Coaching when they’re dumber than pigeons

I have paper archives.  I keep the dead-tree version of things — especially things older than, say, Netscape — because I want to read them again and am afraid they won’t be around in a digital format.

That’s no longer true for The Science of Winning, an article by Thomas F. Gilbert and Marilyn B. Gilbert that appeared in Training magazine in August of 1988.  The Vancouver chapter of ISPI has a PDF version.

Tom Gilbert was teaching at the University of Alabama during the heyday of legendary football coach Bear Bryant.  The Gilberts recount what Bryant said he did in coaching, and what he actually did.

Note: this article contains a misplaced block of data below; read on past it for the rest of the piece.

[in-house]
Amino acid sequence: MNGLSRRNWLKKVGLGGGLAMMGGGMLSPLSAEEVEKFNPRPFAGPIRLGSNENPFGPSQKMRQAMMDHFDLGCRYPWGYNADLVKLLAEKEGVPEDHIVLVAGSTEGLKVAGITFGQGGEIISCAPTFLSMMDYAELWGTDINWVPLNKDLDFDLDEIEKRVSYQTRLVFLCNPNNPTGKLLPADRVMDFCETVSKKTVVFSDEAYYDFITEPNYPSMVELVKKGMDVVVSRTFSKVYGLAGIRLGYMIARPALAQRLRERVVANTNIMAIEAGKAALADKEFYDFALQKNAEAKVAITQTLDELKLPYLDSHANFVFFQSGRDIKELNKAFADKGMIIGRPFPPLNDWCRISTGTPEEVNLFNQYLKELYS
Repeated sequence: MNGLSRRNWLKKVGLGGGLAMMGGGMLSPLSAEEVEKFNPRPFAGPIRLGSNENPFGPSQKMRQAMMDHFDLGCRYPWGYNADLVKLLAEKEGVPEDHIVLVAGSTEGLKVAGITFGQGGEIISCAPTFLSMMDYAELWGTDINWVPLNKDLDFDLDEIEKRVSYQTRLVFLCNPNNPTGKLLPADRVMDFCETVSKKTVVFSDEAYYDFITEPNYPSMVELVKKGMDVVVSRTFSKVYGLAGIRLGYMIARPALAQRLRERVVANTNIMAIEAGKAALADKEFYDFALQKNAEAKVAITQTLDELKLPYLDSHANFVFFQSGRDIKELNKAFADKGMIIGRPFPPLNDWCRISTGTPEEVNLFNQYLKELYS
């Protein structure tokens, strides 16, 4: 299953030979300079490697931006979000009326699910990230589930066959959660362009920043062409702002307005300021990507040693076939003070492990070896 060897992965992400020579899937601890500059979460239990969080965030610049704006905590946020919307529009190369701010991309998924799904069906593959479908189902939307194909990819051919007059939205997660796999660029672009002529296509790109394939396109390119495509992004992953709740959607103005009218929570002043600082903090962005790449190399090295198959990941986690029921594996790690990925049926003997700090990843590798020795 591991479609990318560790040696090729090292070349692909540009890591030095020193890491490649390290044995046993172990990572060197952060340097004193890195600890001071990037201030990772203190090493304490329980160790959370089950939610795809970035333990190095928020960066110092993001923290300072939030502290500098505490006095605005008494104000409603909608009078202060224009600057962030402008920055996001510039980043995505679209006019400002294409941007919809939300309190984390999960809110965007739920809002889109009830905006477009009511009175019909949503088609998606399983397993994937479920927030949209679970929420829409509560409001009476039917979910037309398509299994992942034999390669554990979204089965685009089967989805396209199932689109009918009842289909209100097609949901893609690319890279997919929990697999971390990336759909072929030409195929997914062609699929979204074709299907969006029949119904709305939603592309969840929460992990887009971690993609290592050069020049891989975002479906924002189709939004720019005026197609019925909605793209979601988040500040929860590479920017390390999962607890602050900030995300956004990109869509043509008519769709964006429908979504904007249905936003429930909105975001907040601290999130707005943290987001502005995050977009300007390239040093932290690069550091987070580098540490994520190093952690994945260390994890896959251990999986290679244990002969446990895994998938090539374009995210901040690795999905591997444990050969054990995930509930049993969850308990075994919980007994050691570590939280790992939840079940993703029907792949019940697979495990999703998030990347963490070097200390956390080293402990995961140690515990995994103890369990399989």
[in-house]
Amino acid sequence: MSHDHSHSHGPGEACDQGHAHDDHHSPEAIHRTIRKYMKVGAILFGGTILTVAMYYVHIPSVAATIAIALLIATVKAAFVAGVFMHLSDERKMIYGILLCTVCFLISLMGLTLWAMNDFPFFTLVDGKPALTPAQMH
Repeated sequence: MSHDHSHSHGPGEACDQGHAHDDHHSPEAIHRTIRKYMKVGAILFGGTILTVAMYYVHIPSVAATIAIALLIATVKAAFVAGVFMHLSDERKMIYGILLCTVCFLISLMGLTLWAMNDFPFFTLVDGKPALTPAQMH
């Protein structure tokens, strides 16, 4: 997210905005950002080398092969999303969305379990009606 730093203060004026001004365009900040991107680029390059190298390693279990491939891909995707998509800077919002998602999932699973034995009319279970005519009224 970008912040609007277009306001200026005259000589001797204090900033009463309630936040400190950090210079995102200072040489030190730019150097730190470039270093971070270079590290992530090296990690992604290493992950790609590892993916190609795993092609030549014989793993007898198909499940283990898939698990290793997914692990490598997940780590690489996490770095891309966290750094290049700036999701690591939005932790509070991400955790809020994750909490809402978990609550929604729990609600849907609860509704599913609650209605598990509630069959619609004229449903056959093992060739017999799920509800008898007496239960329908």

As usual, there’s a gap — and that gap’s filled with treasure if you are thinking about accomplishment, rather than about behavior.

For me, sports metaphors are like Cool Whip — bland, predictable, and of almost no real use.  The Gilberts get past the Great Coach mythology, and they do it entertainingly — as with the story of how a young Joe Harless, on the Alabama football team, got called into the Bear’s presence.

As for motivation?

“But, coach, ” we protested, “what about all that talk of leadership and inspiration being your keys to success?”

“Aw, people like to hear that shit,” Bryant replied.
Winning inspires my boys.”